Firstly I would like to say a big thank you to everyone for your support with yesterday’s problem. A number of people also emailed me to say don’t worry about 1 star reviews where there is no comment (“no one ever pays attention to these”). Unfortunately the sales data suggests people are swayed strongly by a 1 star review, even with a low priced book. I guess they don’t want to waste valuable time and I can’t blame them. Fortunately the problem is now resolved so thank you.I would like to emphasise that I am always open to new ideas for future books and articles so please feel free to contact me.
Now to the subject of today’s post – Lightroom. Have you noticed there has been a new release of Lightroom over the past few weeks? If not and you are using version 6 (or are a CC subscriber) you might want to take a closer look.
When Lightroom 6 launched there was a lot of publicity about the new merge to HDR and to a lesser extent merge to Panorama. What didn’t receive much attention the new “Dehaze” feature.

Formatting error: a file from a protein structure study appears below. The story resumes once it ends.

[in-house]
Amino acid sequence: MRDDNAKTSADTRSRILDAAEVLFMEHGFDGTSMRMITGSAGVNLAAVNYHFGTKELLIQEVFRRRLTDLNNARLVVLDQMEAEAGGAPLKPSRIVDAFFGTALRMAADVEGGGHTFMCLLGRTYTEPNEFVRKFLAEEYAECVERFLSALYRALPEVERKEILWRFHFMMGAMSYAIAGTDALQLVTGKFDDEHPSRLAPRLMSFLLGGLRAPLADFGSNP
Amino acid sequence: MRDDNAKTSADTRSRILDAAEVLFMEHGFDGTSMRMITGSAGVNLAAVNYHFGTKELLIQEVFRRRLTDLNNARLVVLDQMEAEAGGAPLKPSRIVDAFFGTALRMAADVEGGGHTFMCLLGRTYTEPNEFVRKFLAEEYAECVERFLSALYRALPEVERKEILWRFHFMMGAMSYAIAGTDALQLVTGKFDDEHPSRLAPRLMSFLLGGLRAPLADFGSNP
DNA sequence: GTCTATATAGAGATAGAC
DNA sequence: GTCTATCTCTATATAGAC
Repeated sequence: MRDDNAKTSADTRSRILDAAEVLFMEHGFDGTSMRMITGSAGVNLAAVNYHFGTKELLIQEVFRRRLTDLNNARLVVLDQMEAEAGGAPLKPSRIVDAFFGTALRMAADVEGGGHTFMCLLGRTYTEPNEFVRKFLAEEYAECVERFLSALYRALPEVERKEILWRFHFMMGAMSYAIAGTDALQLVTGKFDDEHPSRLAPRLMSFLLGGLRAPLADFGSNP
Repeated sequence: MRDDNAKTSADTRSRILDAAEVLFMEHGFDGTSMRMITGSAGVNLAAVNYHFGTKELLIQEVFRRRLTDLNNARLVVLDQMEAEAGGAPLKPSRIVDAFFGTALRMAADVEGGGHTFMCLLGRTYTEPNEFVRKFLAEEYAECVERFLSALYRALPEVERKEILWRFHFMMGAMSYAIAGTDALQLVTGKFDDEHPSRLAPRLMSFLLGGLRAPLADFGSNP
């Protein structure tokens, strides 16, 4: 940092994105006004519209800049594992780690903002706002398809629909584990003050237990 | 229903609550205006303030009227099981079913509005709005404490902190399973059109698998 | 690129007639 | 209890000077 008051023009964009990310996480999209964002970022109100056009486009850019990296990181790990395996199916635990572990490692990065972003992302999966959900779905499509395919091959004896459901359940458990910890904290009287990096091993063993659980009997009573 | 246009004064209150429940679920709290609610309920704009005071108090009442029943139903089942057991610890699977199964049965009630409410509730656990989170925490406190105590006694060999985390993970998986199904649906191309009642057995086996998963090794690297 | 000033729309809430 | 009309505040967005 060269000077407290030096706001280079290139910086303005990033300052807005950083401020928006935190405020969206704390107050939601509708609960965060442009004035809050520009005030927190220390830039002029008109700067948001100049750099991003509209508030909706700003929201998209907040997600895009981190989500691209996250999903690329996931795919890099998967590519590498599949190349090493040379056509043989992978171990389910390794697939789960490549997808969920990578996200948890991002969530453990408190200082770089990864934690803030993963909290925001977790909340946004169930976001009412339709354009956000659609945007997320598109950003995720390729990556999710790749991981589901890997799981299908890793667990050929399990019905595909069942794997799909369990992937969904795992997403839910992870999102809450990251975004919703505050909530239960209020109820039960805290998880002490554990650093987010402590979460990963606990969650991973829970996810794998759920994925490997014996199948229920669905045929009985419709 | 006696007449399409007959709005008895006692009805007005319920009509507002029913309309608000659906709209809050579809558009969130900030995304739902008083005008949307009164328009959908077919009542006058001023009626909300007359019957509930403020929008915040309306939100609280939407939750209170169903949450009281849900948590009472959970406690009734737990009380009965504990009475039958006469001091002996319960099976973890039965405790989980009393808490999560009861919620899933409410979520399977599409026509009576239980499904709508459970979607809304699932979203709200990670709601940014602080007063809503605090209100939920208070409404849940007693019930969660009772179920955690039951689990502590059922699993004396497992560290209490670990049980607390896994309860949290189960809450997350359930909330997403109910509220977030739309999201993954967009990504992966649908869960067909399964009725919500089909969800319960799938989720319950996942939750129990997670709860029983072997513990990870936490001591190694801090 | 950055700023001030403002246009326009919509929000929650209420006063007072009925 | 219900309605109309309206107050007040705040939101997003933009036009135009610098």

Now if you are a Landscape Photographer this is a great tool. It seems to cut through the atmospheric haze that can often occur. But equally and very usefully, it can also introduce the appearance of haze. Unfortunately the slider control (found under Effects) is a global adjustment and so will act on all areas of your image.
What this latest release of Lightroom has introduced is a Dehaze control into the Gradient and Brush tools. This means you can now apply the adjustment to selected areas of the image which opens up a lot of new options. The global control is great for removing haze but isn’t good for introducing it. But make a selection with the Brush tool and you can increase the feeling of depth in your image or even simulate fog.
If you haven’t tried this tool yet you really should.